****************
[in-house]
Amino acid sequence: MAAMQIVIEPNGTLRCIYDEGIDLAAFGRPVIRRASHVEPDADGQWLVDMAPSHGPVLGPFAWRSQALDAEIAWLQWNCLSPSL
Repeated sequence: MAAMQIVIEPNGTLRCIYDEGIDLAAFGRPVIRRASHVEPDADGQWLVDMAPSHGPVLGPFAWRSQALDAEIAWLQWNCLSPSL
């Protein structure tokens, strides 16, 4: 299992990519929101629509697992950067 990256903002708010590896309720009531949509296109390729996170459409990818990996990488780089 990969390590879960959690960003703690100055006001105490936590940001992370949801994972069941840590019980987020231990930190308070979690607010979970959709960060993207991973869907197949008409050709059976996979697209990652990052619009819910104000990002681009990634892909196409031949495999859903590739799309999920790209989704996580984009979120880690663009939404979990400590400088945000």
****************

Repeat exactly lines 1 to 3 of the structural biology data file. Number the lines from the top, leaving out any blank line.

[in-house]
Amino acid sequence: MAAMQIVIEPNGTLRCIYDEGIDLAAFGRPVIRRASHVEPDADGQWLVDMAPSHGPVLGPFAWRSQALDAEIAWLQWNCLSPSL
Repeated sequence: MAAMQIVIEPNGTLRCIYDEGIDLAAFGRPVIRRASHVEPDADGQWLVDMAPSHGPVLGPFAWRSQALDAEIAWLQWNCLSPSL